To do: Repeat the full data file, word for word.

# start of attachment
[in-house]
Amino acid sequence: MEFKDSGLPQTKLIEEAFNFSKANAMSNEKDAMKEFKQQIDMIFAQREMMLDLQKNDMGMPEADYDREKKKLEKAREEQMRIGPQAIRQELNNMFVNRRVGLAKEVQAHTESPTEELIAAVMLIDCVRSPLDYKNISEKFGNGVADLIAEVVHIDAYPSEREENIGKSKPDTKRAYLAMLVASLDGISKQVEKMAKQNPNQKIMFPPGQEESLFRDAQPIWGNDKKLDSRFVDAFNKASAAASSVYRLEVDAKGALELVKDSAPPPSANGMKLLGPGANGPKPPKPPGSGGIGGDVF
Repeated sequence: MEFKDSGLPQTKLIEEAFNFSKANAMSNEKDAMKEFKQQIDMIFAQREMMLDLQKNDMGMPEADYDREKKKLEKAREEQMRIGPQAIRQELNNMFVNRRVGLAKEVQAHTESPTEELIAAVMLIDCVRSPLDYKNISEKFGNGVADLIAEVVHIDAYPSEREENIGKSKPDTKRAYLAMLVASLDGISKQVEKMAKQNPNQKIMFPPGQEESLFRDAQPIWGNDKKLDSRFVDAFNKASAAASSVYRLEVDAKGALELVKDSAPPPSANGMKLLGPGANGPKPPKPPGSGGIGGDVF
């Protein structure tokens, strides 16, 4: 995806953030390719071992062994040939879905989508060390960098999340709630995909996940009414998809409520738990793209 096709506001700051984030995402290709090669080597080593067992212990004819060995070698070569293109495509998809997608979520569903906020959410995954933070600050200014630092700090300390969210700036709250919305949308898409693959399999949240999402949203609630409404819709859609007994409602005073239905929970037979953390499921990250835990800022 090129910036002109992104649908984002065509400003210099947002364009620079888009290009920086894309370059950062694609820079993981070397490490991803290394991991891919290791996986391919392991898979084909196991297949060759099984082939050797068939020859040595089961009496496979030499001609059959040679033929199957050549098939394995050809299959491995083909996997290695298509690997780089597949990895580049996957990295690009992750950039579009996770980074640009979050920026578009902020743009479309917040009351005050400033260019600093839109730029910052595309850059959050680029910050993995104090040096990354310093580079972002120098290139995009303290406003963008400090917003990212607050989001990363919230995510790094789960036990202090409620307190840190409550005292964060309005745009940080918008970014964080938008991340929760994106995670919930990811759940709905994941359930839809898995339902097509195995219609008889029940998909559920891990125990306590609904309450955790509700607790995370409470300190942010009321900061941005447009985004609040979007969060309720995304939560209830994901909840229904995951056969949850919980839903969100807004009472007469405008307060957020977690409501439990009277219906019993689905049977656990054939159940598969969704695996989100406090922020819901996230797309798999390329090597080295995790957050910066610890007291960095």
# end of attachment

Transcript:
[in-house]
Amino acid sequence: MEFKDSGLPQTKLIEEAFNFSKANAMSNEKDAMKEFKQQIDMIFAQREMMLDLQKNDMGMPEADYDREKKKLEKAREEQMRIGPQAIRQELNNMFVNRRVGLAKEVQAHTESPTEELIAAVMLIDCVRSPLDYKNISEKFGNGVADLIAEVVHIDAYPSEREENIGKSKPDTKRAYLAMLVASLDGISKQVEKMAKQNPNQKIMFPPGQEESLFRDAQPIWGNDKKLDSRFVDAFNKASAAASSVYRLEVDAKGALELVKDSAPPPSANGMKLLGPGANGPKPPKPPGSGGIGGDVF
Repeated sequence: MEFKDSGLPQTKLIEEAFNFSKANAMSNEKDAMKEFKQQIDMIFAQREMMLDLQKNDMGMPEADYDREKKKLEKAREEQMRIGPQAIRQELNNMFVNRRVGLAKEVQAHTESPTEELIAAVMLIDCVRSPLDYKNISEKFGNGVADLIAEVVHIDAYPSEREENIGKSKPDTKRAYLAMLVASLDGISKQVEKMAKQNPNQKIMFPPGQEESLFRDAQPIWGNDKKLDSRFVDAFNKASAAASSVYRLEVDAKGALELVKDSAPPPSANGMKLLGPGANGPKPPKPPGSGGIGGDVF
């Protein structure tokens, strides 16, 4: 995806953030390719071992062994040939879905989508060390960098999340709630995909996940009414998809409520738990793209 096709506001700051984030995402290709090669080597080593067992212990004819060995070698070569293109495509998809997608979520569903906020959410995954933070600050200014630092700090300390969210700036709250919305949308898409693959399999949240999402949203609630409404819709859609007994409602005073239905929970037979953390499921990250835990800022 090129910036002109992104649908984002065509400003210099947002364009620079888009290009920086894309370059950062694609820079993981070397490490991803290394991991891919290791996986391919392991898979084909196991297949060759099984082939050797068939020859040595089961009496496979030499001609059959040679033929199957050549098939394995050809299959491995083909996997290695298509690997780089597949990895580049996957990295690009992750950039579009996770980074640009979050920026578009902020743009479309917040009351005050400033260019600093839109730029910052595309850059959050680029910050993995104090040096990354310093580079972002120098290139995009303290406003963008400090917003990212607050989001990363919230995510790094789960036990202090409620307190840190409550005292964060309005745009940080918008970014964080938008991340929760994106995670919930990811759940709905994941359930839809898995339902097509195995219609008889029940998909559920891990125990306590609904309450955790509700607790995370409470300190942010009321900061941005447009985004609040979007969060309720995304939560209830994901909840229904995951056969949850919980839903969100807004009472007469405008307060957020977690409501439990009277219906019993689905049977656990054939159940598969969704695996989100406090922020819901996230797309798999390329090597080295995790957050910066610890007291960095």